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How does an interpleader work?

 

Response from John Jorgensen, Esq.: 
 
  After the broker holding a deposit has notified FREC of the conflict, he or she has four remedies. An interpleader action is one of those remedies. An interpleader action is a lawsuit that is filed in county or circuit court in the jurisdiction where the escrowed funds are located. The broker is the Plaintiff in the suit and names both the buyer and seller as Defendants. The interpleader states the facts of the case and requests that the court permit the broker to deposit the escrowed funds into the registry of the court.
 
  Often the buyer and seller will file cross claims against each other. Once the buyer and seller answer the interpleader action and file their claims, the broker then can file a motion with the court requesting that the court accept the escrowed funds. Usually the court will enter an order granting the broker's motion and the escrowed funds are transferred to the court. Once this occurs, the broker's involvement in the action ceases and the buyer and seller can fight over the deposit in court.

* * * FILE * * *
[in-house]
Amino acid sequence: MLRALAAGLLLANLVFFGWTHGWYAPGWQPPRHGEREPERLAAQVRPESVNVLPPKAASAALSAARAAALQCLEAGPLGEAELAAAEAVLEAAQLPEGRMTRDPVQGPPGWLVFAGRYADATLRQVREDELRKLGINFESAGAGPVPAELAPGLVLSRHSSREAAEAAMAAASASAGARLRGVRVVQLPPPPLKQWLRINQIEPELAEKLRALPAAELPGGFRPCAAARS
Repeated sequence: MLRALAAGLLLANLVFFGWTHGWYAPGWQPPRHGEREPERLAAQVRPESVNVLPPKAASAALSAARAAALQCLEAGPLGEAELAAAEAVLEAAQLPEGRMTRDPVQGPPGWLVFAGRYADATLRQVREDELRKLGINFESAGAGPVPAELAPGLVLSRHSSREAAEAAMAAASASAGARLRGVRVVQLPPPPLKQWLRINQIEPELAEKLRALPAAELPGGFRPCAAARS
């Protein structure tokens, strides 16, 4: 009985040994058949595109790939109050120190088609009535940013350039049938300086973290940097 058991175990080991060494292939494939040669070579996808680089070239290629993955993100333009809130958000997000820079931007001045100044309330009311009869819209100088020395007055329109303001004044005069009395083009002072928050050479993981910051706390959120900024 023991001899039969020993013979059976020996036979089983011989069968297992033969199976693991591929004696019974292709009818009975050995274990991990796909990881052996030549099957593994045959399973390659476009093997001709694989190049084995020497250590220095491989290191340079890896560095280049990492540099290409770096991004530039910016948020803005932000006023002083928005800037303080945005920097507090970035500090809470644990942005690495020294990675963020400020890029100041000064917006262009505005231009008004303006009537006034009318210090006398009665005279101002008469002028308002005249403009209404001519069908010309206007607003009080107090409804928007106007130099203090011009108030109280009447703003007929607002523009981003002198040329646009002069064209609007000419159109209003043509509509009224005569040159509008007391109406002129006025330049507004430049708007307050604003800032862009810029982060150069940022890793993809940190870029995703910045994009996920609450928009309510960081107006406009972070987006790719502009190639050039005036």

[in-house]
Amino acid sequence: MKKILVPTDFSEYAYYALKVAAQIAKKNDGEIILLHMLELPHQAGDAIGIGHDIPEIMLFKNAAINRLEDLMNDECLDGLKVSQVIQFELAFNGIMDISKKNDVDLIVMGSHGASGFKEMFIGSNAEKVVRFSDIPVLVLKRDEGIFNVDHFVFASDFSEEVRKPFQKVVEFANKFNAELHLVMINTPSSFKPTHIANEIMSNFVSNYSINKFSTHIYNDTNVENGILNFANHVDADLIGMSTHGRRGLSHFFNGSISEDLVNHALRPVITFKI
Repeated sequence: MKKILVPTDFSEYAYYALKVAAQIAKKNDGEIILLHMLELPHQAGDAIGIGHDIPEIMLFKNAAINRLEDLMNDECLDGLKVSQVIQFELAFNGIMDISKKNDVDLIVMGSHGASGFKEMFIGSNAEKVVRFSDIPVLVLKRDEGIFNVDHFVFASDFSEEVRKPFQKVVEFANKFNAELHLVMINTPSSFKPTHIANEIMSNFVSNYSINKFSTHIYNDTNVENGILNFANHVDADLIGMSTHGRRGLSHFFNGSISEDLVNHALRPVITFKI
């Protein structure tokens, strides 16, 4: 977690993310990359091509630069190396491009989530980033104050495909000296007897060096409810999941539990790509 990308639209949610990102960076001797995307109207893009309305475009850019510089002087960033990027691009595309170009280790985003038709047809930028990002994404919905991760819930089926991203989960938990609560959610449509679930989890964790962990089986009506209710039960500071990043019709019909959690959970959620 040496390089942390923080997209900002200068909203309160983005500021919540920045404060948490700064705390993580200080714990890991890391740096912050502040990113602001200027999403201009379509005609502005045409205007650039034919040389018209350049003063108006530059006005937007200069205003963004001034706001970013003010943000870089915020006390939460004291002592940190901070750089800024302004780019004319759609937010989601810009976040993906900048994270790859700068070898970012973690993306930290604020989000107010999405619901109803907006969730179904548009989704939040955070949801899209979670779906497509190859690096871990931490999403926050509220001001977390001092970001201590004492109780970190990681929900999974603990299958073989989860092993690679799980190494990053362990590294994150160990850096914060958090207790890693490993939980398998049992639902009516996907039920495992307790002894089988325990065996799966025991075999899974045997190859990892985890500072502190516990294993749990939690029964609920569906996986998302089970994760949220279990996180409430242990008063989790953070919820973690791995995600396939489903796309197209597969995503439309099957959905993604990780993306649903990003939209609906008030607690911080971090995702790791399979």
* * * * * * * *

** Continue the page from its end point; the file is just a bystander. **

Both the common law on interpleader and the FAR/BAR contract provide that the broker as escrow agent is entitled to collect attorney's fees and costs. These fees are paid from the escrowed funds and ultimately charged as court costs in favor of the prevailing party whether it is the buyer or seller.
 
  If the buyer or seller brings suit before the broker has filed an interpleader action, then the broker can intervene in the suit and file a motion to interplead the funds into the registry of the court. Likewise, if the real estate broker is named in the lawsuit, the appropriate pleadings must be filed with the court enabling the broker to interplead the funds. Ordinarily, it should take two or three months for the broker's portion of the interpleader action to be completed.